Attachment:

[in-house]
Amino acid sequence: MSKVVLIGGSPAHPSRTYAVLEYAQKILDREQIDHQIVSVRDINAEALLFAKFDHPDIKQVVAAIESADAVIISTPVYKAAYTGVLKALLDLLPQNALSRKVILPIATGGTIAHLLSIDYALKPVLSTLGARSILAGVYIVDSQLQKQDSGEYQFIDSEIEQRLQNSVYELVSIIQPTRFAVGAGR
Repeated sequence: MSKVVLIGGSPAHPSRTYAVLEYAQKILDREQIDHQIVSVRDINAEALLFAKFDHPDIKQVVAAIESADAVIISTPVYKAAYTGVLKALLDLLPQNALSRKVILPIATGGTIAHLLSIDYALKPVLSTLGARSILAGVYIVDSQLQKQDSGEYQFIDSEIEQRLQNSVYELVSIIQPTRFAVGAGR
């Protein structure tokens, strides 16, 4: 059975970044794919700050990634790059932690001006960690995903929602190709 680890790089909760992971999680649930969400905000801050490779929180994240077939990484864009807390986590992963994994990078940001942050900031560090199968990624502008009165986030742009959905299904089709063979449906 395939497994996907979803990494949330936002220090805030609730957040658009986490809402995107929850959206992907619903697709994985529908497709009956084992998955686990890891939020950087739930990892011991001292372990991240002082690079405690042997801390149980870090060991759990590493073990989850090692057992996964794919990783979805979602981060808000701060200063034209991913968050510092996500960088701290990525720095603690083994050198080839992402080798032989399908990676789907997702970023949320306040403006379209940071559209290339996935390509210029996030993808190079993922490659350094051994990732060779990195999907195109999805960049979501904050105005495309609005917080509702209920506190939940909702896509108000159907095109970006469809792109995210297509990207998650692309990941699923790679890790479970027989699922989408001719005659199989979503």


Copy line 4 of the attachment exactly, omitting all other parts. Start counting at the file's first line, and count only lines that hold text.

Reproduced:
């Protein structure tokens, strides 16, 4: 059975970044794919700050990634790059932690001006960690995903929602190709 680890790089909760992971999680649930969400905000801050490779929180994240077939990484864009807390986590992963994994990078940001942050900031560090199968990624502008009165986030742009959905299904089709063979449906 395939497994996907979803990494949330936002220090805030609730957040658009986490809402995107929850959206992907619903697709994985529908497709009956084992998955686990890891939020950087739930990892011991001292372990991240002082690079405690042997801390149980870090060991759990590493073990989850090692057992996964794919990783979805979602981060808000701060200063034209991913968050510092996500960088701290990525720095603690083994050198080839992402080798032989399908990676789907997702970023949320306040403006379209940071559209290339996935390509210029996030993808190079993922490659350094051994990732060779990195999907195109999805960049979501904050105005495309609005917080509702209920506190939940909702896509108000159907095109970006469809792109995210297509990207998650692309990941699923790679890790479970027989699922989408001719005659199989979503």